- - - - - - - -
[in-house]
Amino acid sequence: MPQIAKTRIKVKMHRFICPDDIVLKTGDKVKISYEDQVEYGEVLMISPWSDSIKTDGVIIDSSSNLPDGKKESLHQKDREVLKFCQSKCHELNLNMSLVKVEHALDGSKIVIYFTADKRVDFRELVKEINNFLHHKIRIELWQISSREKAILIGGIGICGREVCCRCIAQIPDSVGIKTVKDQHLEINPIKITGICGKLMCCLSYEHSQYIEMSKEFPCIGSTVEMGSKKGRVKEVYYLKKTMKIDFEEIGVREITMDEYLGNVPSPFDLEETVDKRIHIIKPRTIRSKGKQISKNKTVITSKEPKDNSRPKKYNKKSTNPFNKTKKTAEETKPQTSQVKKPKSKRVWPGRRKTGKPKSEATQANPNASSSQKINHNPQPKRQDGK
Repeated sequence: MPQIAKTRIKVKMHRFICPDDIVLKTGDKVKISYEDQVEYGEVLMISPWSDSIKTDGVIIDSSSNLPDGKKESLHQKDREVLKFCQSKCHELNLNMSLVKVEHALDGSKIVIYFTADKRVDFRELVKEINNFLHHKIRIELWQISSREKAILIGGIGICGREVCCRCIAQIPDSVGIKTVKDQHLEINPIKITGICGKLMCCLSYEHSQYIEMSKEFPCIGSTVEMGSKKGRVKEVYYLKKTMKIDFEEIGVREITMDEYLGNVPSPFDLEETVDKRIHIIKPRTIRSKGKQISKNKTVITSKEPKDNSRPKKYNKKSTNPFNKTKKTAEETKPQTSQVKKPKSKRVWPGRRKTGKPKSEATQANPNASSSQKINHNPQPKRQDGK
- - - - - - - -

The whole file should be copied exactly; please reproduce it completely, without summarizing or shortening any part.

[in-house]
Amino acid sequence: MPQIAKTRIKVKMHRFICPDDIVLKTGDKVKISYEDQVEYGEVLMISPWSDSIKTDGVIIDSSSNLPDGKKESLHQKDREVLKFCQSKCHELNLNMSLVKVEHALDGSKIVIYFTADKRVDFRELVKEINNFLHHKIRIELWQISSREKAILIGGIGICGREVCCRCIAQIPDSVGIKTVKDQHLEINPIKITGICGKLMCCLSYEHSQYIEMSKEFPCIGSTVEMGSKKGRVKEVYYLKKTMKIDFEEIGVREITMDEYLGNVPSPFDLEETVDKRIHIIKPRTIRSKGKQISKNKTVITSKEPKDNSRPKKYNKKSTNPFNKTKKTAEETKPQTSQVKKPKSKRVWPGRRKTGKPKSEATQANPNASSSQKINHNPQPKRQDGK
Repeated sequence: MPQIAKTRIKVKMHRFICPDDIVLKTGDKVKISYEDQVEYGEVLMISPWSDSIKTDGVIIDSSSNLPDGKKESLHQKDREVLKFCQSKCHELNLNMSLVKVEHALDGSKIVIYFTADKRVDFRELVKEINNFLHHKIRIELWQISSREKAILIGGIGICGREVCCRCIAQIPDSVGIKTVKDQHLEINPIKITGICGKLMCCLSYEHSQYIEMSKEFPCIGSTVEMGSKKGRVKEVYYLKKTMKIDFEEIGVREITMDEYLGNVPSPFDLEETVDKRIHIIKPRTIRSKGKQISKNKTVITSKEPKDNSRPKKYNKKSTNPFNKTKKTAEETKPQTSQVKKPKSKRVWPGRRKTGKPKSEATQANPNASSSQKINHNPQPKRQDGK